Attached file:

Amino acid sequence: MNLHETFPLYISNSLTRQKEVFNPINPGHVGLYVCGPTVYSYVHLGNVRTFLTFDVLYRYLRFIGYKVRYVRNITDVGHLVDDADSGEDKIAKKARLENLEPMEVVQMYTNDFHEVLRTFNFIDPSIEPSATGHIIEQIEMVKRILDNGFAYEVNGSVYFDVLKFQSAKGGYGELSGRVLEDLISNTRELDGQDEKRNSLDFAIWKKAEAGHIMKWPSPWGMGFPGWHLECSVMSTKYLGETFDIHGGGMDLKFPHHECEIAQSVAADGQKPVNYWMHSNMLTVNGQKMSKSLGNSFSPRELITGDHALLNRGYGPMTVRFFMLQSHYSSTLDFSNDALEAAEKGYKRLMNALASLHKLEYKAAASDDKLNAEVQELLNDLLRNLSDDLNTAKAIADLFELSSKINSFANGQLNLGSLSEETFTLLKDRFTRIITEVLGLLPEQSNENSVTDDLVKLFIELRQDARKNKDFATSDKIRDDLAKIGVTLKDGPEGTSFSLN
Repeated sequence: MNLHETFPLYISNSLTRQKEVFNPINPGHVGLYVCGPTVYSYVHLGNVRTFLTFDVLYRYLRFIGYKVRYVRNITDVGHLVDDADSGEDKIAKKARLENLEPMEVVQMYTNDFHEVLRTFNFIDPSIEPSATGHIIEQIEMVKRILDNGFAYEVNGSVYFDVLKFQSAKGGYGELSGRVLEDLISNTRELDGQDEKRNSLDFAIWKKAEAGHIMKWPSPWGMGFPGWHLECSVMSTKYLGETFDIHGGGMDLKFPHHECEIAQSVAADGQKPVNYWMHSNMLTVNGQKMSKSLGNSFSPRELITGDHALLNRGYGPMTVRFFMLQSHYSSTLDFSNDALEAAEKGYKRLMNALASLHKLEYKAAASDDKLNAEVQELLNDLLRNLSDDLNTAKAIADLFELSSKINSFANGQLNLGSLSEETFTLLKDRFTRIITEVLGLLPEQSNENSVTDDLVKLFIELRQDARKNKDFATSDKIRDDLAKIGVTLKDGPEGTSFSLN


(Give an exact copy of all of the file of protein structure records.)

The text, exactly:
Amino acid sequence: MNLHETFPLYISNSLTRQKEVFNPINPGHVGLYVCGPTVYSYVHLGNVRTFLTFDVLYRYLRFIGYKVRYVRNITDVGHLVDDADSGEDKIAKKARLENLEPMEVVQMYTNDFHEVLRTFNFIDPSIEPSATGHIIEQIEMVKRILDNGFAYEVNGSVYFDVLKFQSAKGGYGELSGRVLEDLISNTRELDGQDEKRNSLDFAIWKKAEAGHIMKWPSPWGMGFPGWHLECSVMSTKYLGETFDIHGGGMDLKFPHHECEIAQSVAADGQKPVNYWMHSNMLTVNGQKMSKSLGNSFSPRELITGDHALLNRGYGPMTVRFFMLQSHYSSTLDFSNDALEAAEKGYKRLMNALASLHKLEYKAAASDDKLNAEVQELLNDLLRNLSDDLNTAKAIADLFELSSKINSFANGQLNLGSLSEETFTLLKDRFTRIITEVLGLLPEQSNENSVTDDLVKLFIELRQDARKNKDFATSDKIRDDLAKIGVTLKDGPEGTSFSLN
Repeated sequence: MNLHETFPLYISNSLTRQKEVFNPINPGHVGLYVCGPTVYSYVHLGNVRTFLTFDVLYRYLRFIGYKVRYVRNITDVGHLVDDADSGEDKIAKKARLENLEPMEVVQMYTNDFHEVLRTFNFIDPSIEPSATGHIIEQIEMVKRILDNGFAYEVNGSVYFDVLKFQSAKGGYGELSGRVLEDLISNTRELDGQDEKRNSLDFAIWKKAEAGHIMKWPSPWGMGFPGWHLECSVMSTKYLGETFDIHGGGMDLKFPHHECEIAQSVAADGQKPVNYWMHSNMLTVNGQKMSKSLGNSFSPRELITGDHALLNRGYGPMTVRFFMLQSHYSSTLDFSNDALEAAEKGYKRLMNALASLHKLEYKAAASDDKLNAEVQELLNDLLRNLSDDLNTAKAIADLFELSSKINSFANGQLNLGSLSEETFTLLKDRFTRIITEVLGLLPEQSNENSVTDDLVKLFIELRQDARKNKDFATSDKIRDDLAKIGVTLKDGPEGTSFSLN